escaping column names in pdo statements

escaping column names in pdo statements  using -'php,mysql,pdo'

I am currently building a query where both the field/column and value parts possibly consist of user inputted data.

The problem is escaping the fieldnames.
I'm using prepared statements in order to properly escape and quote the values but when escaping the fieldnames i run into trouble.

mysql_real_escape_string requires a mysql connection resource in order to us so that is ruled out
PDO::quote adds quotes around the fieldnames which renders them useless in a query too
addslashes works but isn't really safe

Anyone has an idea on what the best way is to properly insert the fieldnames into the query before passing it to PDO::prepare?

asked Oct 6, 2015 by jekbishnoi
0 votes

4 Answers

0 votes

The ANSI standard way of doing a delimited identifier is:

SELECT "field1" ...

and if there's a " in the name, double it:

SELECT "some""thing" ...

Unfortunately this doesn't work in MySQL with the default settings, because MySQL prefers to think double quotes are an alternative to single quotes for string literals. In this case you have to use backticks (as outlined by Björn) and backslash-escaping.

To do backslash escaping correctly, you would need mysql_real_escape_string, because it's character-set-dependent. But the point is moot, because neither mysql_real_escape_string nor addslashes escape the backquote character. If you can be sure there will never be non-ASCII characters in the column names you can get away with just manually backslash-escaping the ` and \ characters.

Either way, this isn't compatible with other databases. You can tell MySQL to allow the ANSI syntax by setting the config option ANSI_QUOTES. Similarly, SQL Server also chokes on double quotes by default; it uses yet another syntax, namely square brackets. Again, you can configure it to support the ANSI syntax with the ‘quoted_identifier’ option.

Summary: if you only need MySQL compatibility:

a. use backquotes and disallow the backquote, backslash and nul character in names because escaping them is unreliable

If you need cross-DBMS compatibility, either:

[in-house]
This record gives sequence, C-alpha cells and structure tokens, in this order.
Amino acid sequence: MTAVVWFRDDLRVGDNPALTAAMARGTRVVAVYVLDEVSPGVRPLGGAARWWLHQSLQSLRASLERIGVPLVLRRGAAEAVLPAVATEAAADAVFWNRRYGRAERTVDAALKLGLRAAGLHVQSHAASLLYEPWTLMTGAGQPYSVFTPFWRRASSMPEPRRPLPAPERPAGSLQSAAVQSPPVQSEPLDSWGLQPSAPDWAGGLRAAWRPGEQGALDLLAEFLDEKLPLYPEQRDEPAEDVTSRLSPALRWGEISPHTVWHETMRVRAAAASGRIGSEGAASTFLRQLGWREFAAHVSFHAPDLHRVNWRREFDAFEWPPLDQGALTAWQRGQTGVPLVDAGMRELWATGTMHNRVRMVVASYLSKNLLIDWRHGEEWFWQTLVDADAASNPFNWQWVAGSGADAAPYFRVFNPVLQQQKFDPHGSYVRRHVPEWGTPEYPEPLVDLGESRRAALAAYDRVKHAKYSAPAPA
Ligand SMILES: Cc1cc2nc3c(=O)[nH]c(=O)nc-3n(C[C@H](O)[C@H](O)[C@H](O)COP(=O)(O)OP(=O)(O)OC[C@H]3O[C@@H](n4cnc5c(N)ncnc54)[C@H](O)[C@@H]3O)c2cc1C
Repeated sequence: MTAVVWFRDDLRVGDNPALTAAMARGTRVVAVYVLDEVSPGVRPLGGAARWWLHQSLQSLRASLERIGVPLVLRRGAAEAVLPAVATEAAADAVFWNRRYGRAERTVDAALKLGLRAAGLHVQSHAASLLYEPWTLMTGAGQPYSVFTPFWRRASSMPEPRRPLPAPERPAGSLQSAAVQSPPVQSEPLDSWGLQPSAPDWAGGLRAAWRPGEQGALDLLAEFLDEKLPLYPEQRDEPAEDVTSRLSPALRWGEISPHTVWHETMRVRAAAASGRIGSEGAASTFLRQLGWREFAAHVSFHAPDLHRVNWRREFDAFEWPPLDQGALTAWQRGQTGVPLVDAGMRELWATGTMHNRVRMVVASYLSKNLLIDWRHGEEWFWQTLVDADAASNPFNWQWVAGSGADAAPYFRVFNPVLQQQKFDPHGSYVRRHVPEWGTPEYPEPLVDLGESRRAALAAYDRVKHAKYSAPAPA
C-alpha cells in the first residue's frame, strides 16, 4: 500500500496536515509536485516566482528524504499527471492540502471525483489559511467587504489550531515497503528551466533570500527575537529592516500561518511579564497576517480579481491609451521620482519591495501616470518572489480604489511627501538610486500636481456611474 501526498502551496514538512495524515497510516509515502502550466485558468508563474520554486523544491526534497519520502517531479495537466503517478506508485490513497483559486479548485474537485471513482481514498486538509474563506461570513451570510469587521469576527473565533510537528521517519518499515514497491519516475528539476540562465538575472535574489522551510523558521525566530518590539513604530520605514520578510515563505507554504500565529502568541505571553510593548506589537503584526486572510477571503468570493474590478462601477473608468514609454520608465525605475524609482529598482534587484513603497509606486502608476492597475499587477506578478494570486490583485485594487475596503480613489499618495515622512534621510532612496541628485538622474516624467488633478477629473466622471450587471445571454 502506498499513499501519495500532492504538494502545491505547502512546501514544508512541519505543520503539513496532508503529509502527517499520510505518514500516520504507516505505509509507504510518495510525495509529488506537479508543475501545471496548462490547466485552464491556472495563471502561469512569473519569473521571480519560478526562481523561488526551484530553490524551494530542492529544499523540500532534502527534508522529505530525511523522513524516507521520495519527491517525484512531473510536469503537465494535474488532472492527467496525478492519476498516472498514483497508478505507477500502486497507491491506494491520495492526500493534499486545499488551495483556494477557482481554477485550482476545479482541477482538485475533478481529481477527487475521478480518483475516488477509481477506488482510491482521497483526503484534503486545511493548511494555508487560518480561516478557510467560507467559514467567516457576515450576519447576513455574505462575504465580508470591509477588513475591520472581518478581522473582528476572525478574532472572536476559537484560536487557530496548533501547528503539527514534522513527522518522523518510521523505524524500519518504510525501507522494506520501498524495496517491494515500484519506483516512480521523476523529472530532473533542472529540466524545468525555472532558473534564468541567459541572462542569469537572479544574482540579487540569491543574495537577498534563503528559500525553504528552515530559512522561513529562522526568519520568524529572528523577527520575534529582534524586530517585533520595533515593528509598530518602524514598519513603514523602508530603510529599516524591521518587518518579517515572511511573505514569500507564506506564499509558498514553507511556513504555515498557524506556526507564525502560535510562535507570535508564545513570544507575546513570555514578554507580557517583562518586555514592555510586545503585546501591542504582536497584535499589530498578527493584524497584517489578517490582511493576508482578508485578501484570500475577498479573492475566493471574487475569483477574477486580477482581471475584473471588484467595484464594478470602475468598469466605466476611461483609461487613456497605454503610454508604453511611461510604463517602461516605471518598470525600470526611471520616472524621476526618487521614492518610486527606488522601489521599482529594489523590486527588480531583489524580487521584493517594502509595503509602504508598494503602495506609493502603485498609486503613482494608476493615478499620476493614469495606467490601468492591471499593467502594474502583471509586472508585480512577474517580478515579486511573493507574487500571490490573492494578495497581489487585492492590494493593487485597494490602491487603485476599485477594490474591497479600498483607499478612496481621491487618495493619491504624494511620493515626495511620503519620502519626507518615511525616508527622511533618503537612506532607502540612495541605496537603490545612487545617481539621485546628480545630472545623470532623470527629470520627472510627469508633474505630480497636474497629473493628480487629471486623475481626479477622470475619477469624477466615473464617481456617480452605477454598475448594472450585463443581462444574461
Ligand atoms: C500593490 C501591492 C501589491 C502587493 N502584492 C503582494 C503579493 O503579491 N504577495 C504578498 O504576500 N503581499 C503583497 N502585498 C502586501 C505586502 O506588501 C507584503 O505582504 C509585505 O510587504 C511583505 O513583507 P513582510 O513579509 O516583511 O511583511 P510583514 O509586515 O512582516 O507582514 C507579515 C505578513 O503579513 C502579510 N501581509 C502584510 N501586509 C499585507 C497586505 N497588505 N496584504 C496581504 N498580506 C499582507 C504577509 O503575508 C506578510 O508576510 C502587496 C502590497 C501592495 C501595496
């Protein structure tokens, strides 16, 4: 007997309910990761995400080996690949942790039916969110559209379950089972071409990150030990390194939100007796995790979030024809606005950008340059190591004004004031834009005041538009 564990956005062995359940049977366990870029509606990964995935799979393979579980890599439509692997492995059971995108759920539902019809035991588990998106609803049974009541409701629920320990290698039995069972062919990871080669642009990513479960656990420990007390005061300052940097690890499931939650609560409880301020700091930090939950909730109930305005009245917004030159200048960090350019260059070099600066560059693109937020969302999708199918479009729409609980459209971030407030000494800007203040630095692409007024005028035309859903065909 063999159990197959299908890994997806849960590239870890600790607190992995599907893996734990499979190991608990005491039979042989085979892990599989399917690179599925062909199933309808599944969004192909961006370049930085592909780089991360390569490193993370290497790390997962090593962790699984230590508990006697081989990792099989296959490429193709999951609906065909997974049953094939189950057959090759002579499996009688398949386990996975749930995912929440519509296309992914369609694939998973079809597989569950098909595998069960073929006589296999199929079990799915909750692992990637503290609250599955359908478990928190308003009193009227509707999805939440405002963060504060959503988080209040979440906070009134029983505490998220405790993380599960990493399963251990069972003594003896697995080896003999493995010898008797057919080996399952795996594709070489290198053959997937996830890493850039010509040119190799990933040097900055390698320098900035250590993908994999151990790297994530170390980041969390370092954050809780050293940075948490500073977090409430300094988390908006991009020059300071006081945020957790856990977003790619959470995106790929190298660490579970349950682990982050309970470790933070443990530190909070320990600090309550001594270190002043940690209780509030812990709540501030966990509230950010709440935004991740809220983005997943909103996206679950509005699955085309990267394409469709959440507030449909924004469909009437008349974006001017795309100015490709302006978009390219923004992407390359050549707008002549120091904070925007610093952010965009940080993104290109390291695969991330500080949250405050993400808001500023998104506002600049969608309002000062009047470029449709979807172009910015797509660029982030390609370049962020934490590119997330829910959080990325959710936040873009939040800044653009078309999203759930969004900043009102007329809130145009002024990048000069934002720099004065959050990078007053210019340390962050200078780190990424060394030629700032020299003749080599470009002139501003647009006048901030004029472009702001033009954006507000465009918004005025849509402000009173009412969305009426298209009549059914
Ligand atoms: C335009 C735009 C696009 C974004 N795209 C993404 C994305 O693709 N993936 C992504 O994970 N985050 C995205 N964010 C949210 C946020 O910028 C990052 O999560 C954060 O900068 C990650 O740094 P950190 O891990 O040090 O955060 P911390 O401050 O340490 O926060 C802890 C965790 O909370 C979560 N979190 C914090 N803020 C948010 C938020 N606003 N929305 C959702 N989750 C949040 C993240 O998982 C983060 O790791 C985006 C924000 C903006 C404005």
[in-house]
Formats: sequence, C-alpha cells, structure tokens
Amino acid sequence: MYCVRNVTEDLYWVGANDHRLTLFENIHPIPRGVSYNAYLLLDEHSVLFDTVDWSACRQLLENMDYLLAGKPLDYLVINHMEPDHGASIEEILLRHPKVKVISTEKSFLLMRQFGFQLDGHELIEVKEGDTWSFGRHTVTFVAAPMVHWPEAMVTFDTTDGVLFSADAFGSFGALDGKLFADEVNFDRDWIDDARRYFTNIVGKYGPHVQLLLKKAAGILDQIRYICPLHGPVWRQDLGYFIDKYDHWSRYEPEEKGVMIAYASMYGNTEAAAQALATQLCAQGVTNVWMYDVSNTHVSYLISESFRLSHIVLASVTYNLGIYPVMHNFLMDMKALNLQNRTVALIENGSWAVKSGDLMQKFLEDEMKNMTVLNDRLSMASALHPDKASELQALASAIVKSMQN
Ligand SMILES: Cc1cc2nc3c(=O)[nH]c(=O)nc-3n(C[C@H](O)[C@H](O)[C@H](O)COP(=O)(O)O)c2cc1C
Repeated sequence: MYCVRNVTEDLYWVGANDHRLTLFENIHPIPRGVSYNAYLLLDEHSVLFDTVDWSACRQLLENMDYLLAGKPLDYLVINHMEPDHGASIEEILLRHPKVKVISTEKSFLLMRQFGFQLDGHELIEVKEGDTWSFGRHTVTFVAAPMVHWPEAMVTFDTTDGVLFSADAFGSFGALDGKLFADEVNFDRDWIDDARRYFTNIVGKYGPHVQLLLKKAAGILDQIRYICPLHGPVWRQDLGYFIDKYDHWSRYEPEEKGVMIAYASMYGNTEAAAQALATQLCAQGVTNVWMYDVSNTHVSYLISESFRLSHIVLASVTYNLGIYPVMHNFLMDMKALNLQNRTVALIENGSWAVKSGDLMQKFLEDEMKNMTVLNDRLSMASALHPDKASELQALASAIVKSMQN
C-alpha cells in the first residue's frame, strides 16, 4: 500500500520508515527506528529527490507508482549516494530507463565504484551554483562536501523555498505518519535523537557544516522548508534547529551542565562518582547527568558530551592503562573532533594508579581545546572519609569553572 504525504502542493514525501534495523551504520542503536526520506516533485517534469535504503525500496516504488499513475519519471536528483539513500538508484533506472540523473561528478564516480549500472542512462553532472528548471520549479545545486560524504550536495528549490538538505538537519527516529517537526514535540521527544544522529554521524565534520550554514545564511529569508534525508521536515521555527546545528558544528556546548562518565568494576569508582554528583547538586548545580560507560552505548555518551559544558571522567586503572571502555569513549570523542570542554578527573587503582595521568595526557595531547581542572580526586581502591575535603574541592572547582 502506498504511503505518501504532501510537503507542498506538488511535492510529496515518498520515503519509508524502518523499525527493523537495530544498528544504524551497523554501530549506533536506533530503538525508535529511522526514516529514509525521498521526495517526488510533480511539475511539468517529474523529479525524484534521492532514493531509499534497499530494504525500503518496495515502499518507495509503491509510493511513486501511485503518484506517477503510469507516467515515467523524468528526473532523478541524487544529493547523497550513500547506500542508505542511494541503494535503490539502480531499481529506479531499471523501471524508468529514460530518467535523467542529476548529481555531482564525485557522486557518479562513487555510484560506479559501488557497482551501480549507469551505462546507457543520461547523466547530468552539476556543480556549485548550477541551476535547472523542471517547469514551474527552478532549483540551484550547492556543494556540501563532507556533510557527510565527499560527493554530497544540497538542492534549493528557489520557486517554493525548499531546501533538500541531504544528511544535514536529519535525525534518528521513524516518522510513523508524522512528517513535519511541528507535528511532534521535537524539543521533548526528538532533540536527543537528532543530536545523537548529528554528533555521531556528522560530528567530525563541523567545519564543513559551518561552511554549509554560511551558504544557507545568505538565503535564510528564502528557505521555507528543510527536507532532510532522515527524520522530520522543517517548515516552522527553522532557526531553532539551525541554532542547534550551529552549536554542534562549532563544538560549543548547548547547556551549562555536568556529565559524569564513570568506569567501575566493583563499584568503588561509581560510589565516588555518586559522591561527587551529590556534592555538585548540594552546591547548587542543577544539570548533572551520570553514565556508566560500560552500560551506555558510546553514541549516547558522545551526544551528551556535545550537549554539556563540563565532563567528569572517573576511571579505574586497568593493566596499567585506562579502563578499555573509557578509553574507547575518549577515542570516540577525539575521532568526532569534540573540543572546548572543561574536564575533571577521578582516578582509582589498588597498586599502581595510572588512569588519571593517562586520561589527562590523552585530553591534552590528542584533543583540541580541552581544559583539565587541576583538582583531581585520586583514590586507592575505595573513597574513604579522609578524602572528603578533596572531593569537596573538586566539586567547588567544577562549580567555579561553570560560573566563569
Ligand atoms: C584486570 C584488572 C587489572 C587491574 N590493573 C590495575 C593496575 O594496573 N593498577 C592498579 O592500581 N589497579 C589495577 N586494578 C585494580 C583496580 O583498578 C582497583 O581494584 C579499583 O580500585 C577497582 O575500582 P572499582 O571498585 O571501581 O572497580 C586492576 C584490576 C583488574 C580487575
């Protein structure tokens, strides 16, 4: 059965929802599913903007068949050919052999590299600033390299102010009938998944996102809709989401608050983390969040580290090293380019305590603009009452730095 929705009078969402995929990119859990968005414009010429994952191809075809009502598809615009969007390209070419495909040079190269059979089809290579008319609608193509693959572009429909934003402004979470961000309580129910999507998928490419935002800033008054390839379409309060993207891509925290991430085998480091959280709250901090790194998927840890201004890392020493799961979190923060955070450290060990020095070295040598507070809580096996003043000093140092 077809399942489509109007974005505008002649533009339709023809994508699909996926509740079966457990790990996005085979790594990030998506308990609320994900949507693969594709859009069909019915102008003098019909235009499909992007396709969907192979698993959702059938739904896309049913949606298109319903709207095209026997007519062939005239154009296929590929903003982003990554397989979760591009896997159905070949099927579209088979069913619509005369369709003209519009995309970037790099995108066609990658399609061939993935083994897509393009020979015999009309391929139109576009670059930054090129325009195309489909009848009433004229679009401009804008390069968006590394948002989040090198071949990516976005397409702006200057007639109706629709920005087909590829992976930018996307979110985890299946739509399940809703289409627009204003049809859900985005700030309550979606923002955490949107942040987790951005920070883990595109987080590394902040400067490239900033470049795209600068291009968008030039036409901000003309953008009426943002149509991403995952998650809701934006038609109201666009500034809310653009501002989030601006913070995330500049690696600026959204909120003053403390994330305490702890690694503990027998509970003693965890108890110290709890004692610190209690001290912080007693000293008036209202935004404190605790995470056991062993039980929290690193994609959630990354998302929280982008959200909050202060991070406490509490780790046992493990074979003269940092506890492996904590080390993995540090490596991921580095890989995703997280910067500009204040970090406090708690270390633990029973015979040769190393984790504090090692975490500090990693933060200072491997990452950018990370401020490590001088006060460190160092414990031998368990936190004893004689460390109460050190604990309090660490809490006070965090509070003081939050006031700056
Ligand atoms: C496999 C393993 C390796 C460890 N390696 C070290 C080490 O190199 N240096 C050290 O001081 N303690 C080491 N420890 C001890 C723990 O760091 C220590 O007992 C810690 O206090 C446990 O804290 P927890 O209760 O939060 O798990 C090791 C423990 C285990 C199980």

b. use double quotes and require MySQL/SQL-Server users to change the configuration appropriately. Disallow double-quote characters in the name (as Oracle can't handle them even escaped). Or,

c. have a setting for MySQL vs SQL Server vs Others, and produce either the backquote, square bracket, or double-quote syntax depending on that. Disallow both double-quotes and backslash/backquote/nul.

This is something you'd hope the data access layer would have a function for, but PDO doesn't.

Summary of the summary: arbitrary column names are a problem, best avoided if you can help it.

Summary of the summary of the summary: gnnnnnnnnnnnh.

answered Oct 6, 2015 by girisha
0 votes

The correct answer, is

str_replace("`", "``", $fieldname)


mysql> SELECT `col\"umn` FROM user;
ERROR 1054 (42S22): Unknown column 'col\"umn' in 'field list'


mysql> SELECT `kid``s` FROM user;
ERROR 1054 (42S22): Unknown column 'kid`s' in 'field list'
mysql> SELECT ```column``name``` FROM user;
ERROR 1054 (42S22): Unknown column '`column`name`' in 'field list'

(Note that in last example, the column name has 3 (three) extra back-ticks in it, just to show an extreme case)

answered Oct 6, 2015 by tushar2k6
0 votes

This may affect performance, but it should be secure.

First run a DESCRIBE table query to get a list of allowed field names, then match these agaisnt the user submitted data.

If there's a match then you can use the user-submitted data without the need for any escaping.

If there's not match then it's a typo or a hack - either way it's an 'error' in the inputted data and the query should not be run.

The same could be done for 'dynamic' table names by running a SHOW TABLES query and matching from that result set.

In one of my applications I have an 'install' script; part of this queries the database and table field names and then writes a php file that is always referred back to so I'm not constantly running DESCRIBE queries agains the database, eg

$db_allowed_names['tableName1']['id'] = 1;
$db_allowed_names['tableName1']['field1'] = 1;
$db_allowed_names['tableName1']['field2'] = 1;
$db_allowed_names['tableName2']['id'] = 1;
$db_allowed_names['tableName2']['field1'] = 1;
$db_allowed_names['tableName2']['field2'] = 1;
$db_allowed_names['tableName2']['field3'] = 1;

if($db_allowed_names['tableName1'][$_POST['field']]) {

I use array keys like this as the if statement is a little faster than an in_array lookup

answered Oct 6, 2015 by patelnikul321
0 votes

Wierd design of a project, but for your problem: Surround your field names with ` and use addslashes for the name as well.

select `field1`, `field2` from table where `field3`=:value
answered Oct 6, 2015 by patilkiran.101